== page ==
Often lost among the local headlines of development agreements, specific plans, or light rail expansion are big picture issues such as healthcare, international relations, sequestration, the national debt, and party politics.
Despite the respective issues impacting a national electorate, Santa Monica is still affected by the likes of Obamacare and gun control.
When the Santa Monica Democratic Club hosted Rep. Henry Waxman (Dem-33rd District) at its Wednesday night meeting, the Congressman discussed pressing national issues with local residents and city leaders.
Waxman visited Santa Monica on Wednesday on the heels of recent threats of a government shutdown in Washington,D.C.
During his 30-minute speech to more than 100 people inside a packed community room at the Santa Monica Public Library’s Main Branch,Waxman discussed Obamacare, sequestration, redistricting, whether the debt ceiling needs to be raised, food stamps, the Keystone Pipeline, climate change, Syria, and his stance on gun control in light of the June 7 shootings at Santa Monica College.
At the outset of his address to the Santa Monica Democratic Club’s members and supporters, Waxman wasted no time diving right into Obamacare.
“(The Republicans) want to put it off for a year and make it better,” Waxman said about House Republicans who proposed defunding Obamacare.
“This has not been the way they’ve conducted themselves when it comes to legislation to give people healthcare. Why should we put off a year for people who are waiting desperately for health insurance.”
Waxman also discussed how the Tea Party has impacted the Republican contingency in the House of Representatives.
“The responsible Republican Party – which has been a worthy adversary in the two-party system – has been taken over … by very extreme Tea Party people,” Waxman said. “Senator (John) McCain is shaking his head. Republican senators don’t want the party label destroyed by having them close down the government.”
A key issue with House Republicans, Waxman said, is some Representatives are only concerned about their respective districts.
“They have districts they have achieved through gerrymandering that are so safe Republican, their only concern is to make sure they can win the Republican nomination. They don’t care about Democrats in the November election, they just want to win their primary,” Waxman said.
“The result of that is they don’t care what happens to their party. They only care about themselves.”
The Congressman, who represents Santa Monica, Beverly Hills, West Hollywood, and portions of West Los Angeles in Washington, D.C., also said the debt ceiling “must be raised.”
“Not raising the debt ceiling jeopardizes the full faith and credit of the United States,” Waxman said. “We have everybody around the world look to us as the solid investment; they can always trust the finances of the U.S. government. But the consequences are, if we default, … (creditors) will insist that any money we borrow in the future has to have a risk premium. We will have to pay more because we will not be as credit worthy as we’ve been in the past.”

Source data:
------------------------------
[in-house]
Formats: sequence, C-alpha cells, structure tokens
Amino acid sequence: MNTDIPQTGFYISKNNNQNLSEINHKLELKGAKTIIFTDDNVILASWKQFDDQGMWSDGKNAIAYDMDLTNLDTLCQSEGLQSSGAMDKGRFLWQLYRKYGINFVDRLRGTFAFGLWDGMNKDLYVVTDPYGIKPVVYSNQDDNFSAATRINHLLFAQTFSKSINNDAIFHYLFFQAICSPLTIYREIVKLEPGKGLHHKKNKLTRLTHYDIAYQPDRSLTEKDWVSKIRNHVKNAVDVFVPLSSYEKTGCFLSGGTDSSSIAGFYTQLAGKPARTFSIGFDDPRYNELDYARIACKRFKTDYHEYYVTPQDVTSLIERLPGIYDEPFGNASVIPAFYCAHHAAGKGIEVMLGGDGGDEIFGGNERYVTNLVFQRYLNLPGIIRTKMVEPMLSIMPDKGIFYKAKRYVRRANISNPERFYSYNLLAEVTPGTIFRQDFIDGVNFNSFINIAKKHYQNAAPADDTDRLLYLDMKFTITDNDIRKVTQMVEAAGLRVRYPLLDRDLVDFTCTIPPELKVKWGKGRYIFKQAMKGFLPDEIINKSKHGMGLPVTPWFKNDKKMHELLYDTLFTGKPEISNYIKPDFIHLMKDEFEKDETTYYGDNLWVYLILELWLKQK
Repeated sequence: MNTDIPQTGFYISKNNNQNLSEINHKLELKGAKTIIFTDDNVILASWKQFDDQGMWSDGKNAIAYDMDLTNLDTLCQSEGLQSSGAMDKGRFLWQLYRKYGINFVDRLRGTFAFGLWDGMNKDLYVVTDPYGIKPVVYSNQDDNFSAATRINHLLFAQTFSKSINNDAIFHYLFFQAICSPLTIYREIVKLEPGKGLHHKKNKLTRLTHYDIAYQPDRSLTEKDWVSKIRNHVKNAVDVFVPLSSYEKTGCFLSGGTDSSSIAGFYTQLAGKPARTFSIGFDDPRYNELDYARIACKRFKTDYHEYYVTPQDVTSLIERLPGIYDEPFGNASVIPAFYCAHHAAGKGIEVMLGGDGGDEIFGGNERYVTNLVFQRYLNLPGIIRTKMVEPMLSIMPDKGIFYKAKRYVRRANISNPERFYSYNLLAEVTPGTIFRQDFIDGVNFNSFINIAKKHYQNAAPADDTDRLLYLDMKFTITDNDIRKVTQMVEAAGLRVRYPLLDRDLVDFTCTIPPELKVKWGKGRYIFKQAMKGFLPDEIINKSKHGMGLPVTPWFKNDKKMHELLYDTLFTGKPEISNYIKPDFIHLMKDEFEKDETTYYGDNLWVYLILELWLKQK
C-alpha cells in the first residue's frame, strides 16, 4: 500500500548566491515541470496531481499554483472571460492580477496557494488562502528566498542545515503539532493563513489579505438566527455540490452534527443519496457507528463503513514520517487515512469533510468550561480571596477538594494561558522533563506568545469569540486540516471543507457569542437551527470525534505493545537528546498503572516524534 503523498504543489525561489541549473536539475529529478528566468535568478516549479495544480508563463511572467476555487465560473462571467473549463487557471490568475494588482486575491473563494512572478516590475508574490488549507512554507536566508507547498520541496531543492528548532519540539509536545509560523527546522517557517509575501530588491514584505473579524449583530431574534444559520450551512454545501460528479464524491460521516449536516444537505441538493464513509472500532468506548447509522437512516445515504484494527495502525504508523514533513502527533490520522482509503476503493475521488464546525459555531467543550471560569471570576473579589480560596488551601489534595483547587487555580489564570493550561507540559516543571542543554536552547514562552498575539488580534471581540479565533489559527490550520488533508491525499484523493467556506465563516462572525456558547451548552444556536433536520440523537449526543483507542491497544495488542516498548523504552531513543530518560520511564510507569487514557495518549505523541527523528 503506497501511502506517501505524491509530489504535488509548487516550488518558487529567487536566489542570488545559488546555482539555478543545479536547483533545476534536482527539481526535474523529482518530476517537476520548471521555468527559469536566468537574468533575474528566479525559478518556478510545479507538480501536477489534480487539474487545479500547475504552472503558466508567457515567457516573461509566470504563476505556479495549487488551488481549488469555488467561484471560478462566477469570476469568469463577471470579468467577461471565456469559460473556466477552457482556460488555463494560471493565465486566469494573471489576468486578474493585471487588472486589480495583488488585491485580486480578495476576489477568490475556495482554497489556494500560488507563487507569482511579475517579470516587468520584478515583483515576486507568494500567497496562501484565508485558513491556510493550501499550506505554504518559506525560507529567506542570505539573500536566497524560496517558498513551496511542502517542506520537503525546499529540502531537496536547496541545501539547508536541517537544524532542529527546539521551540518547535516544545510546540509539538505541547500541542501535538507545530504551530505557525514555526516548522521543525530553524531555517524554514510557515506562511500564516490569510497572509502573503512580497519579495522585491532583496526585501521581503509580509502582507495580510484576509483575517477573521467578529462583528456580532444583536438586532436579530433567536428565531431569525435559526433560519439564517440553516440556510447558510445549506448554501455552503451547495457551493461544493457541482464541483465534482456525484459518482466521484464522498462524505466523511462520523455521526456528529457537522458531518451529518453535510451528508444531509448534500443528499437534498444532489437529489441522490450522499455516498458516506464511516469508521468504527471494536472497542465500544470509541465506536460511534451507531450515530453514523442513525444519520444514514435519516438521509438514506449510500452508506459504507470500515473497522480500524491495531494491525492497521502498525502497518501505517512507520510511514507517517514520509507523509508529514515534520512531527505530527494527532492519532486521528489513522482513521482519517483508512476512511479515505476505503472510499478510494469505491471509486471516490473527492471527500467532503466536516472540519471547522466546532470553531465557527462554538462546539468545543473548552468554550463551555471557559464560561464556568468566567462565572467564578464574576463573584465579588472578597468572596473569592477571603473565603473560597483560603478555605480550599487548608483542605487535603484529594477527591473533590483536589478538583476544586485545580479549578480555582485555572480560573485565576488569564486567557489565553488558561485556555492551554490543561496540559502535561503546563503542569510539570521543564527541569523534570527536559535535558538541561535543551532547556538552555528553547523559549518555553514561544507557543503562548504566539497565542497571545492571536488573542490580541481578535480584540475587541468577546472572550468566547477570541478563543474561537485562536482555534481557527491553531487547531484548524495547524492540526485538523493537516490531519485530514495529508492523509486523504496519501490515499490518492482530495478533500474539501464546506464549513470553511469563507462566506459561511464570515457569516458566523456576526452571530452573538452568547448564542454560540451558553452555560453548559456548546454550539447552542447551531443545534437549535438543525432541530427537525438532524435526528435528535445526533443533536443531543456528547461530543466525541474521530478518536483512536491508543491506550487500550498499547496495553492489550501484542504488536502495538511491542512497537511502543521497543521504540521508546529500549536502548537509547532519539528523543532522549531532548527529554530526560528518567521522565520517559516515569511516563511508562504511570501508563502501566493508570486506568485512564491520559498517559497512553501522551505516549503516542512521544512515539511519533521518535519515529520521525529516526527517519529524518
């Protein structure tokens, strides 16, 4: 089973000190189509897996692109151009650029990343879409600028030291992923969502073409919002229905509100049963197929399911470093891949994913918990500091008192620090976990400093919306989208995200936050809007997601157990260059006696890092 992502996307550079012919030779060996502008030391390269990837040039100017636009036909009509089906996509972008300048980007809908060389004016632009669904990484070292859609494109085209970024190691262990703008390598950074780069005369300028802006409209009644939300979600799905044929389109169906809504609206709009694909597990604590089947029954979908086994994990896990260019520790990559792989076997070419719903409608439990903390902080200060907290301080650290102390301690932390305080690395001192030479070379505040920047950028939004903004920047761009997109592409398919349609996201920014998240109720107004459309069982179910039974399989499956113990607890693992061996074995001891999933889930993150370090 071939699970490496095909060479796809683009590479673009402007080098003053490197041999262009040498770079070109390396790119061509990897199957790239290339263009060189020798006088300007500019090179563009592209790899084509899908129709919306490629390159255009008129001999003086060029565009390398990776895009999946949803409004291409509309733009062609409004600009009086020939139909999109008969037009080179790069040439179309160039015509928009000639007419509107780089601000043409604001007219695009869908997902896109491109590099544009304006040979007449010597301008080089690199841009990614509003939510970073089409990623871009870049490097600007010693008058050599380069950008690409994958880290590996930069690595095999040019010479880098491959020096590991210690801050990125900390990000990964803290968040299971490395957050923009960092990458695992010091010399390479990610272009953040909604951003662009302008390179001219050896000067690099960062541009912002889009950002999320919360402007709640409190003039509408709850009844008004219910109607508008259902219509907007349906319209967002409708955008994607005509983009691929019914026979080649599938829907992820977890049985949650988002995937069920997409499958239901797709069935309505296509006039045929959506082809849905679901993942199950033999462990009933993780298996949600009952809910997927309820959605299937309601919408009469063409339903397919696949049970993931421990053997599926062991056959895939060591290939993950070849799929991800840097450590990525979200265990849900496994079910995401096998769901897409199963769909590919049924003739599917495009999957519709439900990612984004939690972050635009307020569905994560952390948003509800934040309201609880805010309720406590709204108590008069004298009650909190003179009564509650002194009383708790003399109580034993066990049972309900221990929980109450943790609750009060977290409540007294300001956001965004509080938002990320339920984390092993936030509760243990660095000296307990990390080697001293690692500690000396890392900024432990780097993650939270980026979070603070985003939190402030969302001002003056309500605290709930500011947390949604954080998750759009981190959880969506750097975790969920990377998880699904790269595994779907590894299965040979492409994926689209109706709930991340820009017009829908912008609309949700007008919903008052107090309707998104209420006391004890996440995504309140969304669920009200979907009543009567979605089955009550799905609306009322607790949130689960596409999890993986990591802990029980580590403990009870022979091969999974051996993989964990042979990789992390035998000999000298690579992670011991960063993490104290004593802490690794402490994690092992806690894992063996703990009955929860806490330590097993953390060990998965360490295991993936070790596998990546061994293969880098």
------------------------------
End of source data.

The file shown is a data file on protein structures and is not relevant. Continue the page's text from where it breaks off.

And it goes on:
Moving on from the debt ceiling, Waxman briefly mentioned he hopes food stamps are not eliminated and spent a couple minutes discussing the proposed Keystone Pipeline to bring crude oil in from the Canadian province of Alberta and into the United States.
The final issue broached during Waxman’s presentation was Syria.
“The president really shocked everybody with his proposal (of military action in Syria),” Waxman said.
Waxman briefly explained how Syrian leader Bashar al-Assad has reportedly used chemical weapons on his own citizens. If the reports were true, the use of chemical weapons – which Waxman said are considered weapons of mass destruction – would be a violation of international laws.
“In Syria, they’re having a civil war. They’re fighting against Assad,” Waxman explained. “Assad is a really bad guy. He’s used weapons he’s had at his disposal to kill his own people.”
In light of Assad’s reported actions, Waxman said President Barack Obama pledged “to do something about it” before turning to Congress for a resolution.
“It’s a mess.The real question is: how far do you go,”Waxman told the standing room only crowd. “If you start using any kind of military, what do you accomplish?”
Adding there was “enormous opposition” to Obama’s plans,Waxman said he was torn about his stance on the issue.
“If Congress rejected (Obama’s plans), what message does that send to Iran as developing nuclear weapons of mass destruction,” Waxman pondered.“On the other hand, if you take a step, you have to figure out where you are going with that step.”
Waxman said he finally took a position of advocating military action only after all other forms of negotiation and amelioration have been exhausted.
“There are a number of things you can still do,” Waxman said, hopeful a peaceful resolution could be reached with the Syrians.
After discussing Syria, Waxman participated in a question-and-answer session.
Some of the questions he faced included the future of Santa Monica Airport, whether assault weapons would ever be banned, and the development of the Trans-Pacific Partnership Agreement.
A handful of Santa Monica civic leaders attended the Democratic Club meeting, including council members Gleam Davis, Kevin McKeown, and Ted Winterer, as well as Santa Monica-Malibu Unified School District board member Ben Allen.
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